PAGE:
Last Wednesday, President Trump signed an immigration-related Executive Order (EO) titled “Enhancing Public Safety in the Interior of the United States” that, among other...30 January 2017
New Attention is Given to Privacy Trade Issues; Hogan Lovells Posts About It on New IAPP Blog
To access the full blog post on Privacy Perspectives, click here. Chris will be speaking on Friday afternoon March 8 on the free trade aspects of privacy in a just-added session at the IAPP Global Privacy Summit.
Also worth noting is the article in Inside Free Trade in which it is reported
Technically speaking, the EU would have to make a finding that the U.S. system for data protection is "adequate" before it could accede to U.S. demands to liberalize cross-border data flows.
Chris Wolf also is quoted in that article
Christopher Wolf, a privacy expert and partner at the firm Hogan Lovells, said he believed there will be "substantial friction" in the trade talks over whether the U.S. regulatory system does or does not provide "adequate" protections for personal data. The fact that requirements differ among U.S. states does not mean there is necessarily a lower degree of protection in the U.S. than in the EU, he argued.
While there may not be a central data protection authority in the U.S., there are "many cops on the beat" in the form of regulatory authorities and self-policing practices, another U.S. source added.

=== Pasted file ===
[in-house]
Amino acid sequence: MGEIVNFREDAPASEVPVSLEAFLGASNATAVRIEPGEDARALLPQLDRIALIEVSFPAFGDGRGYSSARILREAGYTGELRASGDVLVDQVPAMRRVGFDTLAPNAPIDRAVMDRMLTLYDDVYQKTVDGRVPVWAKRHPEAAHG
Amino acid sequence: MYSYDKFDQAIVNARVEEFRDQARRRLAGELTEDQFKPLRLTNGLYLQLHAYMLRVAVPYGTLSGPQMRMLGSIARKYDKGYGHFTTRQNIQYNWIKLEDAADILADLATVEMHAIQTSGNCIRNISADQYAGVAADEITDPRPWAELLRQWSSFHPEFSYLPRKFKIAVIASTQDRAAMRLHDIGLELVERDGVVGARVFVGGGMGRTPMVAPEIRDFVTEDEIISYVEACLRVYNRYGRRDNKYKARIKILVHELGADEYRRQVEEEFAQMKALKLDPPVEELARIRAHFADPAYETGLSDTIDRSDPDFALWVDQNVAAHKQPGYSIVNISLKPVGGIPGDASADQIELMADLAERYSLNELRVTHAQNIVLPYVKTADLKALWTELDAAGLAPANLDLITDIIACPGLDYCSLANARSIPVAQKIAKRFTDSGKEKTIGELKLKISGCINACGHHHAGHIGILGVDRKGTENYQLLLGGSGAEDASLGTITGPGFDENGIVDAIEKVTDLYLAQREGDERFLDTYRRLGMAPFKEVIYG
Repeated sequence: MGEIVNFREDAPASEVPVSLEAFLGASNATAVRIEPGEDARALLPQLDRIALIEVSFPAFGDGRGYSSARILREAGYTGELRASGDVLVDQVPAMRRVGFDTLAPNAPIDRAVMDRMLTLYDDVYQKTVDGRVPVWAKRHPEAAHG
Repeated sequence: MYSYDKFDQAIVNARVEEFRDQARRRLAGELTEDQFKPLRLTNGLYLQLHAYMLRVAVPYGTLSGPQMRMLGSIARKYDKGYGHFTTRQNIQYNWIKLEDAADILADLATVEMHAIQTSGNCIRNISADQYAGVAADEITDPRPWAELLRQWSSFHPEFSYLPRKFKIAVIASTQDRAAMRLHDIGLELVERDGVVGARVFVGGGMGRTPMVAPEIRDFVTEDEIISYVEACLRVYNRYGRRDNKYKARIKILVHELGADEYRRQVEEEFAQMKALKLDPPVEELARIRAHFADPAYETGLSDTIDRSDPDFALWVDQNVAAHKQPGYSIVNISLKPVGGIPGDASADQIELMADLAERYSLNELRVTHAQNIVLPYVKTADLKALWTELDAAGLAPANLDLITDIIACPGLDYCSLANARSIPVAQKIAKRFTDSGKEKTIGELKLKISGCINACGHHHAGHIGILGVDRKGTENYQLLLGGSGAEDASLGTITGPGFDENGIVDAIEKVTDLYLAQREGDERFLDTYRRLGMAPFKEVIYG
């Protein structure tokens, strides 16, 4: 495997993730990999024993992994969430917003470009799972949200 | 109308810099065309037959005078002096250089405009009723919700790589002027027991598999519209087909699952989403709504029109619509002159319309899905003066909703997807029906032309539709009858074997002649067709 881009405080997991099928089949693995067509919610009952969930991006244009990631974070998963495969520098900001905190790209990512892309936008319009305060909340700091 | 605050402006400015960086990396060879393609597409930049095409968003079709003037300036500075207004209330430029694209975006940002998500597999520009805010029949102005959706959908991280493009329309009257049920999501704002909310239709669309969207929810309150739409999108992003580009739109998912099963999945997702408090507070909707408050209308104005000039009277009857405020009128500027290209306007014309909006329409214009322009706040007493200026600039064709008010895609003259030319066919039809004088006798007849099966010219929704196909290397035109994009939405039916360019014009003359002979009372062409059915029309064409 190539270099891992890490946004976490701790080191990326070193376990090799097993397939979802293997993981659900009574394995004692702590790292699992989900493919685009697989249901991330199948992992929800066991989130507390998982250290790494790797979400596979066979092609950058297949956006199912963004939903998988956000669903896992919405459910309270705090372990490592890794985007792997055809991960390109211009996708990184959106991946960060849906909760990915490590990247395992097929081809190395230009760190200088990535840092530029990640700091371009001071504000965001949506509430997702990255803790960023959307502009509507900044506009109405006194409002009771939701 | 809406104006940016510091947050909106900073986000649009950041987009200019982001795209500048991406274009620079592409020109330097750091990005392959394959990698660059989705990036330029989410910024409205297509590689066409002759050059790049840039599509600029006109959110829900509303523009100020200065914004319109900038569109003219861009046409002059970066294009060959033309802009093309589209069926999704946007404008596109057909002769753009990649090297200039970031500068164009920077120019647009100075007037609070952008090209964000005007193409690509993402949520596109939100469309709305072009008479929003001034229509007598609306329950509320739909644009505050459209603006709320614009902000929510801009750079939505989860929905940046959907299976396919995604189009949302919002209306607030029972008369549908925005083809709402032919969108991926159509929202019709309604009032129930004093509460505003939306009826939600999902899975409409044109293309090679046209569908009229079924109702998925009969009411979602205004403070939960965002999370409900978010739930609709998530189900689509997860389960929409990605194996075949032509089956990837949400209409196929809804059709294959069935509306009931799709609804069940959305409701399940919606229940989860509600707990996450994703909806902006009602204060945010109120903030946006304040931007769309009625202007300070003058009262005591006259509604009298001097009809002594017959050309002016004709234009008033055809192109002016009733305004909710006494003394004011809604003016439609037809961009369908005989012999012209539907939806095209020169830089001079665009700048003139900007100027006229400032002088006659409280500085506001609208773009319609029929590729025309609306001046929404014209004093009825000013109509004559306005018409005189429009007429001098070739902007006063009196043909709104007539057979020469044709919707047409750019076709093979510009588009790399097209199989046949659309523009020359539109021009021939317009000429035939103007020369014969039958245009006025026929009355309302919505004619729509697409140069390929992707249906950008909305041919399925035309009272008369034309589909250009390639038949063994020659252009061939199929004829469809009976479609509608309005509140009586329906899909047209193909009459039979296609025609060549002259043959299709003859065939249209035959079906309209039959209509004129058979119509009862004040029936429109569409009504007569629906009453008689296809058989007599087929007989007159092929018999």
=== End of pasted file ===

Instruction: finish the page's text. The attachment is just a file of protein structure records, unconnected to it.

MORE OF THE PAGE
Wolf cited a 2010 study from the University of California-Berkeley that found that corporate privacy practices from 1995 to 2010 grew tremendously, with many U.S. companies establishing "chief privacy officer" positions responding to consumer-driven concerns. The report also found that U.S. privacy practices on the ground improved initially for other reasons, including new U.S. sector-specific laws.
For these reasons, Wolf said that it could be argued that the U.S. privacy regime accomplishes the same goals as the EU data protection directive, albeit in different ways.
A stricter regime for profiling07 June 2016
The Regulation aims to strengthen the rights of individuals. It does so by retaining rights that already exist under the Data Protection Directive and introducing the new rights of data...06 June 2016